Now is probably a good time to mention that at the outset I had no idea of the length of this walk. I expected to find an information board or two along the trail, as is customary, but none materialised on the stretch I walked.

You might have realised by now that I’m not always a practical, sensible creature.  While full of good intent, I had omitted to bring bottled water with me on this warm Summer’s day.  (In my defence, I did have a map and a guide book!)  There was nowhere around at which a purchase could be made.  Looking across the lake I could see from the many inlets that walking right around it was not going to be an option.  So it was a case of walking to a point at which I could bare to turn back, and then retracing my steps.

This was no hardship, as the views in either direction were lovely.  The additional good news was that I couldn’t possibly get lost.

The path continued to meander

The path continued to meander

Guarded over by the eucalyptus

Guarded over by the eucalyptus

Hiding amongst the tree roots were delicate flowers

Hiding amongst the tree roots were delicate flowers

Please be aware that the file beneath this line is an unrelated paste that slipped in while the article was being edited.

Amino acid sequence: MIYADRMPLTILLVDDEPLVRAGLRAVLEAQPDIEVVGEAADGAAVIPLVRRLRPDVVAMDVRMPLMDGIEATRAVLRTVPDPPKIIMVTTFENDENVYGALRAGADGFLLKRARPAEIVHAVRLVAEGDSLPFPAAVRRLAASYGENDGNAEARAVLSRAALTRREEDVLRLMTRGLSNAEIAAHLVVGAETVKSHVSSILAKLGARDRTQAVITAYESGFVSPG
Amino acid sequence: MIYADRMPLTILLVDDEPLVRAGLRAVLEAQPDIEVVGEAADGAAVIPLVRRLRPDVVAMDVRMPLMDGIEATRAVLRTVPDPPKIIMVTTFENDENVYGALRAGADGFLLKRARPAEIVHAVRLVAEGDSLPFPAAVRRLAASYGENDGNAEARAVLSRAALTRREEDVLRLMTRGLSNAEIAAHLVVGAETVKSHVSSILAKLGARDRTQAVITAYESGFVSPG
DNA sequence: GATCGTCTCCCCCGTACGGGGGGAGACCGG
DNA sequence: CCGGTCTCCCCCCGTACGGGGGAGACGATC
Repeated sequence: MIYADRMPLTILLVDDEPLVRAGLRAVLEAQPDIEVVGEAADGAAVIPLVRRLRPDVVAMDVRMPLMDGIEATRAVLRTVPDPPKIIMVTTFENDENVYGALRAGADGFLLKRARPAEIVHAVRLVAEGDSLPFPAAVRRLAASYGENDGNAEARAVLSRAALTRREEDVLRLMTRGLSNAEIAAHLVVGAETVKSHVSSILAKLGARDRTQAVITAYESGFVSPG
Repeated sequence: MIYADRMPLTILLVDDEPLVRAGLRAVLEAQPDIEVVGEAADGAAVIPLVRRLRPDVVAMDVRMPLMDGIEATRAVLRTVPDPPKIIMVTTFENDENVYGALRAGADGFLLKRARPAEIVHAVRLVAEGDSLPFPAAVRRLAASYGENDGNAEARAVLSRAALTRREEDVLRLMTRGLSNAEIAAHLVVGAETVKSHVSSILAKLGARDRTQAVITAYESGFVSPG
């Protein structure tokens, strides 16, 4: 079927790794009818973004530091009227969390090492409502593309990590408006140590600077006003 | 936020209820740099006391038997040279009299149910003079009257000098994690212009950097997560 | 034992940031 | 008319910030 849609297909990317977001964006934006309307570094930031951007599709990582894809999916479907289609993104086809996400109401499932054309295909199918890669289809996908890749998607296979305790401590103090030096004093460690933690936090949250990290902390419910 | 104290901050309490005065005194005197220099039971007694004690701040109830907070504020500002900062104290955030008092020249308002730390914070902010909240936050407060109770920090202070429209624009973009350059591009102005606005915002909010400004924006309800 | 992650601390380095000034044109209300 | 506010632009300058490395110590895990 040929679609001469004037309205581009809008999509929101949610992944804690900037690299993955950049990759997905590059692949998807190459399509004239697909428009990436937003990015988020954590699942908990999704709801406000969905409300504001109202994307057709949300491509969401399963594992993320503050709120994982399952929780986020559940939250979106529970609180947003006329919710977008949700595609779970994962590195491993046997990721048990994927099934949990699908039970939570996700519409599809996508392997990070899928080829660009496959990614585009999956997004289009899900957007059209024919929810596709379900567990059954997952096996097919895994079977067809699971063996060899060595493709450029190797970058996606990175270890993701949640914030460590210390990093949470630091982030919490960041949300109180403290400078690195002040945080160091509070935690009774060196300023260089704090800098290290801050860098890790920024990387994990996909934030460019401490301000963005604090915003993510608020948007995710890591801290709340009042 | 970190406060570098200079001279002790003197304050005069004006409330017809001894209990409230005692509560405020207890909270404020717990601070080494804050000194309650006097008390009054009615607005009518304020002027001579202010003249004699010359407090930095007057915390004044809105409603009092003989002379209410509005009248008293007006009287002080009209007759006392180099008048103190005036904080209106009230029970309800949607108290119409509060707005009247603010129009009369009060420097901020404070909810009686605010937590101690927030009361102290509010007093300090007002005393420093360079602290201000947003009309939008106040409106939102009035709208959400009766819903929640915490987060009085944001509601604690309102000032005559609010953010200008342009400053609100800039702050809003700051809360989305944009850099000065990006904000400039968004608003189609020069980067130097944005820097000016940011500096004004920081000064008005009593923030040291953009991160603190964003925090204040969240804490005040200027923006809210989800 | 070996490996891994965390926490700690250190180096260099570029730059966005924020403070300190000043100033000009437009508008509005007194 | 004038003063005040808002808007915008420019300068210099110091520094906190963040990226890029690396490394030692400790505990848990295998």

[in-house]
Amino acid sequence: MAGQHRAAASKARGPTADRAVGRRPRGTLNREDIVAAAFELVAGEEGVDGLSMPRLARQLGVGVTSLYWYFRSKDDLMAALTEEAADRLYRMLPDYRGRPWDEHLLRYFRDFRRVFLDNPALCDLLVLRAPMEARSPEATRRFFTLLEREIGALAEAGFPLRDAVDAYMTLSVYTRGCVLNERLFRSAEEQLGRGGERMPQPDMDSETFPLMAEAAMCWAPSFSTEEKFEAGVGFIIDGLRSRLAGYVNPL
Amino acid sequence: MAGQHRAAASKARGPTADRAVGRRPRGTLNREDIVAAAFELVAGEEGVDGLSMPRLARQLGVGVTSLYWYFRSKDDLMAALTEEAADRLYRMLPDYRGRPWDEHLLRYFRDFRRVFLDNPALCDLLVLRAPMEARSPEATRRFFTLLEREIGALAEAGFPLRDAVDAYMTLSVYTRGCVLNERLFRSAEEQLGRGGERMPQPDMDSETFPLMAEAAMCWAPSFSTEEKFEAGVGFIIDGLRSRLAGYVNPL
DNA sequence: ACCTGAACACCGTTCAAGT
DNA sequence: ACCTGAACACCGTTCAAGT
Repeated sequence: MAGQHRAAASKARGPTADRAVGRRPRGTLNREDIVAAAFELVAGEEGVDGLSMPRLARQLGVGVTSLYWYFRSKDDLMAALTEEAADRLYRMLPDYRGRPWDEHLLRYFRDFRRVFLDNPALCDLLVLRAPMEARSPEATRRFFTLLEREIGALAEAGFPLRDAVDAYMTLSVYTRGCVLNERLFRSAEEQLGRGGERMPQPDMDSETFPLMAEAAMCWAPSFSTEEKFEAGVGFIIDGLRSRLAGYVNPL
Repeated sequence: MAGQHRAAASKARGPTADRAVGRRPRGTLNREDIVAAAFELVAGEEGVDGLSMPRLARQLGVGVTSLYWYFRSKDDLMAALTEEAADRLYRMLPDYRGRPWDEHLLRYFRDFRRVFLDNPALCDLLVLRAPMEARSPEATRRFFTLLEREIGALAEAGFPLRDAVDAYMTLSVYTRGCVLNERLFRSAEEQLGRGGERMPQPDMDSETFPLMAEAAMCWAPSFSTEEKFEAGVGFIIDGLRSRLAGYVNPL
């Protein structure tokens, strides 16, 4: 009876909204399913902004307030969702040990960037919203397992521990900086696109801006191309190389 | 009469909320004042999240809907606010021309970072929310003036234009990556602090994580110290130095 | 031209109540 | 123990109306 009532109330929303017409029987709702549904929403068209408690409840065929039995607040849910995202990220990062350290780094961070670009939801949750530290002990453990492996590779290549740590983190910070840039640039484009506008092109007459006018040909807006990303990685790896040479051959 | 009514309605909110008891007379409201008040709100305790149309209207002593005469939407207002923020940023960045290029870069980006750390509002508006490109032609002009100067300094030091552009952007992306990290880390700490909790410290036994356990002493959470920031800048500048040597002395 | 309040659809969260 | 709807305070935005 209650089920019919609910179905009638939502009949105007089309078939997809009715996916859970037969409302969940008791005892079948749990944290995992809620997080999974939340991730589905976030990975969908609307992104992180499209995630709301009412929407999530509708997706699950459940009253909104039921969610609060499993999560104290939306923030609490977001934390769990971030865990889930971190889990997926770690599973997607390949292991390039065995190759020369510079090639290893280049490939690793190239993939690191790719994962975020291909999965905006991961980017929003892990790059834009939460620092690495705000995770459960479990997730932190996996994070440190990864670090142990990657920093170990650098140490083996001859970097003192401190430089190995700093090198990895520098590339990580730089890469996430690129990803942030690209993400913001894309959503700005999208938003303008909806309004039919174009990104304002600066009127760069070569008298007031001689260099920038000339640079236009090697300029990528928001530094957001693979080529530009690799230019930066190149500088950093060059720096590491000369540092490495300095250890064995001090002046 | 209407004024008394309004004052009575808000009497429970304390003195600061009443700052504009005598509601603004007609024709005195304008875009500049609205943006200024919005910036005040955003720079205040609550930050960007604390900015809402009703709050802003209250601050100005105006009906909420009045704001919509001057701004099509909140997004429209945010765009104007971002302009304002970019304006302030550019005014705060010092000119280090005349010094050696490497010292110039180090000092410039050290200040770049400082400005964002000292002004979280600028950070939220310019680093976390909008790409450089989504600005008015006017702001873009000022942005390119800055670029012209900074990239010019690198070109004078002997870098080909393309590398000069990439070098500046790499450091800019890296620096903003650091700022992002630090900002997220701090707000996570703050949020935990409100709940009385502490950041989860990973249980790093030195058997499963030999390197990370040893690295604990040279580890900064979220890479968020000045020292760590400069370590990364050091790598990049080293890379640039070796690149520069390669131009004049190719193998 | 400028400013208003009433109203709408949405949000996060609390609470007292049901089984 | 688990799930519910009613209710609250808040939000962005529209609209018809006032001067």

And Mr. Frog!

Mr. Frog!

These were quite common, too

And little ‘lemon drops’, grabbing the shade

At one point we came upon a couple with a picnic.  Now, wouldn’t that have been a sensible idea? You would certainly have needed insect repellent though.

Still the water was exquisitely turquoise

Still, the water was exquisitely turquoise

Winding back around the lake

Winding around the lake

And back to our beginnings

And back to our beginnings

On my return to the UK I tried unsuccessfully to find a website with a few more details about the trail around the reservoir.  The nearest I came was a German walking site which suggested that a full circuit would take between 7 and 8 hours!  This was not recommended because at some point the trail leaves the water’s edge and crosses higher ground, without benefit of any shade.